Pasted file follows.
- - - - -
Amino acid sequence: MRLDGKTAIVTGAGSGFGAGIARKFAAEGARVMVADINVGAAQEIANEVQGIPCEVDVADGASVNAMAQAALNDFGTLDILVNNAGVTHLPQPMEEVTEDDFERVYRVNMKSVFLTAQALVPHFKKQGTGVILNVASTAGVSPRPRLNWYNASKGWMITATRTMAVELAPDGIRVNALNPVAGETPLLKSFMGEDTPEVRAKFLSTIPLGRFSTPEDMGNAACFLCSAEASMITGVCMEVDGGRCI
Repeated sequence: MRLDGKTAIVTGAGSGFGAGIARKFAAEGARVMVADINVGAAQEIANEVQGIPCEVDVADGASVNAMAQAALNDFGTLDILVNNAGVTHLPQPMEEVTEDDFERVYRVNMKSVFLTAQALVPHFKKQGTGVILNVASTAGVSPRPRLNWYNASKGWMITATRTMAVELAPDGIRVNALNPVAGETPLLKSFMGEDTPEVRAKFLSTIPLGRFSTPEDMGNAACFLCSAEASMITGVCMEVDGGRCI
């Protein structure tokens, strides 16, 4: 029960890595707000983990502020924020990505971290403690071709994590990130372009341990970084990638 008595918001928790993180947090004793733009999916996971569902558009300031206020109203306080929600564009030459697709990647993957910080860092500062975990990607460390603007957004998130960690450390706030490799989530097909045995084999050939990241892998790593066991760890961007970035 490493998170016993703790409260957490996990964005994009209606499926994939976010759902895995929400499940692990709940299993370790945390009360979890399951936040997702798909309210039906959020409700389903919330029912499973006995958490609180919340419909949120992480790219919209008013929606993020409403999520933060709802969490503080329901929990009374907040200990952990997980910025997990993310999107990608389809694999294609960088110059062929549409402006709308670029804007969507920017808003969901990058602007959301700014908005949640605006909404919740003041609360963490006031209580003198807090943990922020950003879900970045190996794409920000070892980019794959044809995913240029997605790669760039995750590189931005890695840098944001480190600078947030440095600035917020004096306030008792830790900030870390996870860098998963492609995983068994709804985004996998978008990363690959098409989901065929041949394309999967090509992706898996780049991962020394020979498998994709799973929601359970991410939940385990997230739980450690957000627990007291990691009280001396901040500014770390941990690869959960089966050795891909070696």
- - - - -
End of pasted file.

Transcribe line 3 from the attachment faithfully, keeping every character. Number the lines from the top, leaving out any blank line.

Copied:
């Protein structure tokens, strides 16, 4: 029960890595707000983990502020924020990505971290403690071709994590990130372009341990970084990638 008595918001928790993180947090004793733009999916996971569902558009300031206020109203306080929600564009030459697709990647993957910080860092500062975990990607460390603007957004998130960690450390706030490799989530097909045995084999050939990241892998790593066991760890961007970035 490493998170016993703790409260957490996990964005994009209606499926994939976010759902895995929400499940692990709940299993370790945390009360979890399951936040997702798909309210039906959020409700389903919330029912499973006995958490609180919340419909949120992480790219919209008013929606993020409403999520933060709802969490503080329901929990009374907040200990952990997980910025997990993310999107990608389809694999294609960088110059062929549409402006709308670029804007969507920017808003969901990058602007959301700014908005949640605006909404919740003041609360963490006031209580003198807090943990922020950003879900970045190996794409920000070892980019794959044809995913240029997605790669760039995750590189931005890695840098944001480190600078947030440095600035917020004096306030008792830790900030870390996870860098998963492609995983068994709804985004996998978008990363690959098409989901065929041949394309999967090509992706898996780049991962020394020979498998994709799973929601359970991410939940385990997230739980450690957000627990007291990691009280001396901040500014770390941990690869959960089966050795891909070696």